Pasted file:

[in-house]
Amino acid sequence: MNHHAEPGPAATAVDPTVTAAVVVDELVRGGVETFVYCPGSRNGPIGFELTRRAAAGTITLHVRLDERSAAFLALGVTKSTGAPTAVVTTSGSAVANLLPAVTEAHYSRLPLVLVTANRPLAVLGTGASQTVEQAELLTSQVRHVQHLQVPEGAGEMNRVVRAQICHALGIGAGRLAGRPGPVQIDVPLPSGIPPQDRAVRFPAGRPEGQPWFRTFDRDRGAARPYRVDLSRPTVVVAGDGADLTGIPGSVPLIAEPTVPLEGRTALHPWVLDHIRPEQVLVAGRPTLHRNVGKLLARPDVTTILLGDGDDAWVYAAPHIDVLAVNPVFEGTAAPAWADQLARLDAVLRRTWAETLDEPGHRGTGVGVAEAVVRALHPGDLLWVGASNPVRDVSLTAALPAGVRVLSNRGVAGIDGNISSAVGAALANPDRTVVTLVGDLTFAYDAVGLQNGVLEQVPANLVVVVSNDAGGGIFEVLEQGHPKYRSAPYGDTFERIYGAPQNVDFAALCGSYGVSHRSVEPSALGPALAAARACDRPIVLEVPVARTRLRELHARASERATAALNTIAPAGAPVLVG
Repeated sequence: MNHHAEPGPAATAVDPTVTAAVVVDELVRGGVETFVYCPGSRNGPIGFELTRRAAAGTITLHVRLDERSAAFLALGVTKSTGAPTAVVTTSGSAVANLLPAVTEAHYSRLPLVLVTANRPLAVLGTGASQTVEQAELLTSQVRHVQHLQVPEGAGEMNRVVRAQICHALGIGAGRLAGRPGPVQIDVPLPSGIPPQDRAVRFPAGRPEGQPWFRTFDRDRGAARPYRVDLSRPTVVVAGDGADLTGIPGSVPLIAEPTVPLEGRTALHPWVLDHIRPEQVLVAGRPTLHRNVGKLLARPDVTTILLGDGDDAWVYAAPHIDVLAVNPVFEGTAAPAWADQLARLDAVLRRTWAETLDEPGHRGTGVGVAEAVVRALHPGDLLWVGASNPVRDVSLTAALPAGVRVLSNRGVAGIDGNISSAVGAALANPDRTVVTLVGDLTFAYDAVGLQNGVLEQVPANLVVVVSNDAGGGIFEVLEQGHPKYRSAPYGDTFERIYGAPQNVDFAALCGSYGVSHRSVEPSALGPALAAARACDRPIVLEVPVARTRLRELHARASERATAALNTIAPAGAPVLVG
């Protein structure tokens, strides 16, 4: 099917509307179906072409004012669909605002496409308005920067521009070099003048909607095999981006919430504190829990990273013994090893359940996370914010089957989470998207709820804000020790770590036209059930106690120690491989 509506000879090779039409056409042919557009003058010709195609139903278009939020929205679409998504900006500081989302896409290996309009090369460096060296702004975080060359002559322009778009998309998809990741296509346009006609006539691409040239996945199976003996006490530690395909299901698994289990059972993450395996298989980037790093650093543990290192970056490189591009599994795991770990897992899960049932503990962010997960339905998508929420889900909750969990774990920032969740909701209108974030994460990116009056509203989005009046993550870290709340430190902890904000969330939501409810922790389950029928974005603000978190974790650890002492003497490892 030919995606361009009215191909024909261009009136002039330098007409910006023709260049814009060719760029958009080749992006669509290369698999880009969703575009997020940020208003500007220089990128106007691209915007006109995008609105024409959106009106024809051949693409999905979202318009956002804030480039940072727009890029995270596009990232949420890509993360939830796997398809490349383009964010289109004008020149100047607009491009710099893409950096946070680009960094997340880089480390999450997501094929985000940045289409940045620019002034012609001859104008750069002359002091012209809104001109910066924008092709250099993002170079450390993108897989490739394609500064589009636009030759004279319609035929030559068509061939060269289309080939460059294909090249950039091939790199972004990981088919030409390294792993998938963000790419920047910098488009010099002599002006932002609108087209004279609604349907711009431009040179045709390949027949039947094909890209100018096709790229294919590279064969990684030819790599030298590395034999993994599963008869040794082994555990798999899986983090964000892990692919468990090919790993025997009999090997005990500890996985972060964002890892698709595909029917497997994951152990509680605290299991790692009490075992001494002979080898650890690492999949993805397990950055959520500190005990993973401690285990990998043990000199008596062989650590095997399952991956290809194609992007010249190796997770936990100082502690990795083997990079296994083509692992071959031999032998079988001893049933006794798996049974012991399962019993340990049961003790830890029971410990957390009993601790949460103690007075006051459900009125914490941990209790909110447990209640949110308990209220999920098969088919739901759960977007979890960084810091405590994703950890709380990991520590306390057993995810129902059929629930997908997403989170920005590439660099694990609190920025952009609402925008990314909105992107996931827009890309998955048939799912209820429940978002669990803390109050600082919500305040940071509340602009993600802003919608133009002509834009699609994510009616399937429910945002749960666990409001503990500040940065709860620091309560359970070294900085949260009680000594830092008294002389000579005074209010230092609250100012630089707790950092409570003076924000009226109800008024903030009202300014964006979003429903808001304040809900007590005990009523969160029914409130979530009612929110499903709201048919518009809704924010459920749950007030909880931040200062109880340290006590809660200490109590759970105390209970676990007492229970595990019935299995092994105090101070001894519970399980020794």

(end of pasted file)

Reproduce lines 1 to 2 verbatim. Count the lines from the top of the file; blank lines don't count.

[in-house]
Amino acid sequence: MNHHAEPGPAATAVDPTVTAAVVVDELVRGGVETFVYCPGSRNGPIGFELTRRAAAGTITLHVRLDERSAAFLALGVTKSTGAPTAVVTTSGSAVANLLPAVTEAHYSRLPLVLVTANRPLAVLGTGASQTVEQAELLTSQVRHVQHLQVPEGAGEMNRVVRAQICHALGIGAGRLAGRPGPVQIDVPLPSGIPPQDRAVRFPAGRPEGQPWFRTFDRDRGAARPYRVDLSRPTVVVAGDGADLTGIPGSVPLIAEPTVPLEGRTALHPWVLDHIRPEQVLVAGRPTLHRNVGKLLARPDVTTILLGDGDDAWVYAAPHIDVLAVNPVFEGTAAPAWADQLARLDAVLRRTWAETLDEPGHRGTGVGVAEAVVRALHPGDLLWVGASNPVRDVSLTAALPAGVRVLSNRGVAGIDGNISSAVGAALANPDRTVVTLVGDLTFAYDAVGLQNGVLEQVPANLVVVVSNDAGGGIFEVLEQGHPKYRSAPYGDTFERIYGAPQNVDFAALCGSYGVSHRSVEPSALGPALAAARACDRPIVLEVPVARTRLRELHARASERATAALNTIAPAGAPVLVG